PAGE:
A New Deal: Tackling HSR Second Requests with Key Documents

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Among data challenges that businesses and their law firms face, those surrounding mergers and acquisitions are arguably some of the most daunting. Fast-paced and demanding, the high-stakes M&A process is like an amped-up litigation and investigation combined, with specific M&A data requirements, massive document productions, fact-finding imperatives, and more.

To add a bit of drama, inflationary pressure and fears of a recession could cool M&A activity, while the impacts of the pandemic continue to make regulatory reaction to the M&A landscape unpredictable, especially as to whether an HSR Second Request will be in the offing. If there is Second Request, document requirements ramp up and so does heightened scrutiny from regulatory agencies, especially in light of the 2021 Executive Order on Promoting Competition in the American Economy.

“Providing heightened scrutiny to a broader range of relevant market realities is core to fulfilling our statutory obligations under the law.” – FTC, 2021

Know as much as you can, as soon as you can

In a Second Request (as with any legal matter), the more you know and the sooner you know it, the better. Since technology assisted review (TAR), continuous active learning (CAL), and other eDiscovery technology has largely usurped a linear responsive review process, there is often less need for attorneys to review the majority of the documents that get produced to the government. This is good news for attorneys, who are faced with ever-growing data volumes that would be nearly impossible to tackle using a linear document review process, while still meeting the tight substantial compliance timeframe in a typical Second Request. However, less human review during the eDiscovery process elevates the need for counsel to find a way to uncover key information within the documents for fact development, witness kits, or expert support.

From a data standpoint, what fact-finding can be done early using human expertise, technology, and a specific search workflow? The sophisticated analytics tools available today make any number of assessments possible, even before data is collected. Basic data characteristics gleaned from metadata can reveal important information: email domains, recipients, BCCs, timestamps—such metadata is fodder for data analytics tools that can reveal custodians, relationships, timelines, communications patterns and more, all necessary information in regulatory matters. Companies that have found a way to have previously-assessed characteristics live with a document (think privilege, PII, confidentiality status) are really ahead of the game.

Let’s also not forget that evidence of anti-competitive behavior is really what Second Requests are all about. Although there are plenty of market facts and figures to be scrutinized, communications among people who are knowledgeable about the proposed deal could tell an “interesting” story. Common words and phrases casually bandied about (“dominant player,” “sticky customers”) can be laden with meaning to regulators or attorneys, throwing up red flags for further investigation. Company data stores can thus either be a gold mine or a land mine—and it helps counsel tremendously if they have the information on hand to prepare for either circumstance.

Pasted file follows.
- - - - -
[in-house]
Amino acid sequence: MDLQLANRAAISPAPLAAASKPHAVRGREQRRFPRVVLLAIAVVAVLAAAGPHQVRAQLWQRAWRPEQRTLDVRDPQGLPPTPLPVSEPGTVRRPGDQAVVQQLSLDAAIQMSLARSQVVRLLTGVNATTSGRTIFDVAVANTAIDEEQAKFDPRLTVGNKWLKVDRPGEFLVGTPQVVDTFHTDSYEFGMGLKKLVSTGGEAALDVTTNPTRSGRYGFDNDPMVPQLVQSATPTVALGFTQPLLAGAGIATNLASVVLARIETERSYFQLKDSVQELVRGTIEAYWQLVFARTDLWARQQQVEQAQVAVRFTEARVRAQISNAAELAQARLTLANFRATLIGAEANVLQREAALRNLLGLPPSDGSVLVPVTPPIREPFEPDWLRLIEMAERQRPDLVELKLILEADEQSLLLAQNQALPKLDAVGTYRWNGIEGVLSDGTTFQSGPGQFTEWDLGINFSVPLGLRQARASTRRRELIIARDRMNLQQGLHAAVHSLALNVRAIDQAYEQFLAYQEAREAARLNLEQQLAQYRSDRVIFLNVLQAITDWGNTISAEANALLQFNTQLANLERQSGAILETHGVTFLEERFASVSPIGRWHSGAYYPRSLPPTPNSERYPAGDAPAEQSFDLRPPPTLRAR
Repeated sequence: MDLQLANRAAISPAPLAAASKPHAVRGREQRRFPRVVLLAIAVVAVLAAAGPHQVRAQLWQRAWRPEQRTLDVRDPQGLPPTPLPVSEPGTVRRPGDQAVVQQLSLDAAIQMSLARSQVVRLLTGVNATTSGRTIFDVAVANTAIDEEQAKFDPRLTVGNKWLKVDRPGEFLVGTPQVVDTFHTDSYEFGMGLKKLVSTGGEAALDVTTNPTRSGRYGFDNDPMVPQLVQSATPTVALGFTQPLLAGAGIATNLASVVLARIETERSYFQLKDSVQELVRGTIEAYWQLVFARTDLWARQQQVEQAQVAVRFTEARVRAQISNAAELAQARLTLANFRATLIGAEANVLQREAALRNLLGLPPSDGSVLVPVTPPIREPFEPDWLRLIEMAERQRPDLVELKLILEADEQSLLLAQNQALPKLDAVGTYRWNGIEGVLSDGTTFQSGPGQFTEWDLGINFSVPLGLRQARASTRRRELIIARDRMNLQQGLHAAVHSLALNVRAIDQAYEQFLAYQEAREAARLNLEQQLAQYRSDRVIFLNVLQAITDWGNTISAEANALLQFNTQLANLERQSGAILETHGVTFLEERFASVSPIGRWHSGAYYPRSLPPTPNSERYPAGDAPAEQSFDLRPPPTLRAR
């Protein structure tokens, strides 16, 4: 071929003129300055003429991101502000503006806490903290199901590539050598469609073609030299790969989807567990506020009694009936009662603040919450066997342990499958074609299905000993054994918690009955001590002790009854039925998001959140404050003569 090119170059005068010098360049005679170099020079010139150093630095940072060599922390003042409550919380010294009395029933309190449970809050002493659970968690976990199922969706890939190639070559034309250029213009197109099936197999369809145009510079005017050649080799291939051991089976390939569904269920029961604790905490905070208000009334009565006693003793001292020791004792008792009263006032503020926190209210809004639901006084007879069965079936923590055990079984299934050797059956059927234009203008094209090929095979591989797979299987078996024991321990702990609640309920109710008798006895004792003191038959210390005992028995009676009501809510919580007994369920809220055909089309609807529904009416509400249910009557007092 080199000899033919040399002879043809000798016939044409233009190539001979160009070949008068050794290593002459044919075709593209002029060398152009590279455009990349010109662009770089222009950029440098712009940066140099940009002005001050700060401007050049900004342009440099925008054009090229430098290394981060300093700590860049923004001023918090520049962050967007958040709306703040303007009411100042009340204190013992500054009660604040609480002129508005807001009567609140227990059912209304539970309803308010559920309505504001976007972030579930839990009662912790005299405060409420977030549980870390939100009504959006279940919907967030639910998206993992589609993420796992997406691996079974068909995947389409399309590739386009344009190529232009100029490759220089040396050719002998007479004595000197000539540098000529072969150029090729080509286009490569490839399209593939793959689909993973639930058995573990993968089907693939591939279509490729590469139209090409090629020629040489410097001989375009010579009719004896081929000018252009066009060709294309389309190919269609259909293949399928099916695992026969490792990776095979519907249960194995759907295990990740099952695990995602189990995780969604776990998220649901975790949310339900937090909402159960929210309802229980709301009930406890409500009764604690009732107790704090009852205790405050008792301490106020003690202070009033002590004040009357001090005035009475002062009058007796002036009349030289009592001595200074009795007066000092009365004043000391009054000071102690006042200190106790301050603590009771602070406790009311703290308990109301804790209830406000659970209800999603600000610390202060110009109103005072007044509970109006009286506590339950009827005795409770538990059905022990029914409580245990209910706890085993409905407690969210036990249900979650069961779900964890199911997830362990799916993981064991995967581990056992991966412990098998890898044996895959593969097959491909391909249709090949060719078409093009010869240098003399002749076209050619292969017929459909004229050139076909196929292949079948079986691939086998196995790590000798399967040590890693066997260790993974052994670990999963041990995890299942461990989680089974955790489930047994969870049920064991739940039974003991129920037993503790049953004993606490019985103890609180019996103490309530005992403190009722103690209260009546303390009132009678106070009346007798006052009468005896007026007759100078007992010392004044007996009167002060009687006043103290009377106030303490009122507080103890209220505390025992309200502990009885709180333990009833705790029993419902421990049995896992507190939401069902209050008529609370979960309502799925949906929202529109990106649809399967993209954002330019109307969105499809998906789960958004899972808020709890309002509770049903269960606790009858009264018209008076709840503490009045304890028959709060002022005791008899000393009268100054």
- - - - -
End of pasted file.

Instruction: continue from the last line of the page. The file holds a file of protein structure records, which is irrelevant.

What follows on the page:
Finding key documents: a surgical strike, not a data dump

Identifying key information requires a precise approach and assessment —it’s not something that can be accomplished with a keyword list created during a brainstorming session. Keywords can’t help much if you don’t know exactly what you’re looking for.

Rather, finding key documents today can be an elevated process—one that is technology-enabled and executed by a nimble team that can leverage linguistic expertise, proven search algorithms and processes, and proprietary technology to quickly pinpoint and deliver a highly-curated set of documents on target topics. As key information is uncovered, further fact-finding can be curtailed or expanded. A team can adapt to any change in priorities, custodians, subjects, and/or time frames as a regulator changes the focus of the review. This reduces the amount of time counsel must spend going through documents, keeping costs in check, and providing the best ROI.

Between the initial filing and receipt of a Second Request, especially when there is little doubt that the Second Request will be issued, a team executing key document identification can help kick off the fact-finding and development process with whatever data is available—before any responsiveness review has even begun.

And even when no Second Request is issued, a team of experts executing key document identification can play a significant role. In support of an initial filing, they can help identify 4(c) and 4(d) documents that are required as part of the disclosure and get the best instance or latest version of important documents. This is especially helpful in situations where executives or others involved in the deal have massive data populations and don’t know where the relevant documents are.

Conclusion

Identifying key documents is a critical part of a Second Request. If client and counsel are well-prepared—armed with the ability to leverage expertise and advanced technology to find key documents from the get-go—the most challenging hurdles can often be overcome, enabling timely compliance, and avoiding potential complications that could delay resolution—or even kill the deal.

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